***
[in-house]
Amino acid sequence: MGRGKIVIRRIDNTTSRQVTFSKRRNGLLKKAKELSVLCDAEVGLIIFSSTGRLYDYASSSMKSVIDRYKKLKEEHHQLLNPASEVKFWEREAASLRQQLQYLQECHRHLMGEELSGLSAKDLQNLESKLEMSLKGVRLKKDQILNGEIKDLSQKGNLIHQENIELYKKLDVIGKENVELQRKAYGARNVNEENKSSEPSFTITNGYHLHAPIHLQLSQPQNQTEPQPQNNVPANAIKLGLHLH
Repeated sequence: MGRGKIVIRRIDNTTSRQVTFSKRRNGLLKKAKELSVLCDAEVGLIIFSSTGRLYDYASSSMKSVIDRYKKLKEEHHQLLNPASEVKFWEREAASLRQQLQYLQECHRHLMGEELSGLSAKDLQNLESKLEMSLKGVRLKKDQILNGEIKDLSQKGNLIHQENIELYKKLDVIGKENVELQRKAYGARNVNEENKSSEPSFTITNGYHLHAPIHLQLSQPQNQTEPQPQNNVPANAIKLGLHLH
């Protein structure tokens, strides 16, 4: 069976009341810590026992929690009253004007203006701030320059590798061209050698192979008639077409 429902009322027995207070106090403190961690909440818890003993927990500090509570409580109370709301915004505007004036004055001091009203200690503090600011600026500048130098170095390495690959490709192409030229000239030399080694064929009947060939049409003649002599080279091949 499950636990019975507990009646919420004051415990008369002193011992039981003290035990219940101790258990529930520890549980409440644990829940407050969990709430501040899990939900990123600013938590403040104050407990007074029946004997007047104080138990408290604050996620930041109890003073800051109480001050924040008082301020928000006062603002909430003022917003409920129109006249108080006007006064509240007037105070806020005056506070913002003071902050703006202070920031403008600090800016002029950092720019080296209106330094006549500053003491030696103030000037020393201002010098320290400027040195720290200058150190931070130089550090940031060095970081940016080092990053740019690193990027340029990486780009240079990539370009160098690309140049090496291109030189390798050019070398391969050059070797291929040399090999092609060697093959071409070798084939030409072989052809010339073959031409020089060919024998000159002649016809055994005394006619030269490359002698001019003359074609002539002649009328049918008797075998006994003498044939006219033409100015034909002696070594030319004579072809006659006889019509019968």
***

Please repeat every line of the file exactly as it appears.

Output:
[in-house]
Amino acid sequence: MGRGKIVIRRIDNTTSRQVTFSKRRNGLLKKAKELSVLCDAEVGLIIFSSTGRLYDYASSSMKSVIDRYKKLKEEHHQLLNPASEVKFWEREAASLRQQLQYLQECHRHLMGEELSGLSAKDLQNLESKLEMSLKGVRLKKDQILNGEIKDLSQKGNLIHQENIELYKKLDVIGKENVELQRKAYGARNVNEENKSSEPSFTITNGYHLHAPIHLQLSQPQNQTEPQPQNNVPANAIKLGLHLH
Repeated sequence: MGRGKIVIRRIDNTTSRQVTFSKRRNGLLKKAKELSVLCDAEVGLIIFSSTGRLYDYASSSMKSVIDRYKKLKEEHHQLLNPASEVKFWEREAASLRQQLQYLQECHRHLMGEELSGLSAKDLQNLESKLEMSLKGVRLKKDQILNGEIKDLSQKGNLIHQENIELYKKLDVIGKENVELQRKAYGARNVNEENKSSEPSFTITNGYHLHAPIHLQLSQPQNQTEPQPQNNVPANAIKLGLHLH
């Protein structure tokens, strides 16, 4: 069976009341810590026992929690009253004007203006701030320059590798061209050698192979008639077409 429902009322027995207070106090403190961690909440818890003993927990500090509570409580109370709301915004505007004036004055001091009203200690503090600011600026500048130098170095390495690959490709192409030229000239030399080694064929009947060939049409003649002599080279091949 499950636990019975507990009646919420004051415990008369002193011992039981003290035990219940101790258990529930520890549980409440644990829940407050969990709430501040899990939900990123600013938590403040104050407990007074029946004997007047104080138990408290604050996620930041109890003073800051109480001050924040008082301020928000006062603002909430003022917003409920129109006249108080006007006064509240007037105070806020005056506070913002003071902050703006202070920031403008600090800016002029950092720019080296209106330094006549500053003491030696103030000037020393201002010098320290400027040195720290200058150190931070130089550090940031060095970081940016080092990053740019690193990027340029990486780009240079990539370009160098690309140049090496291109030189390798050019070398391969050059070797291929040399090999092609060697093959071409070798084939030409072989052809010339073959031409020089060919024998000159002649016809055994005394006619030269490359002698001019003359074609002539002649009328049918008797075998006994003498044939006219033409100015034909002696070594030319004579072809006659006889019509019968």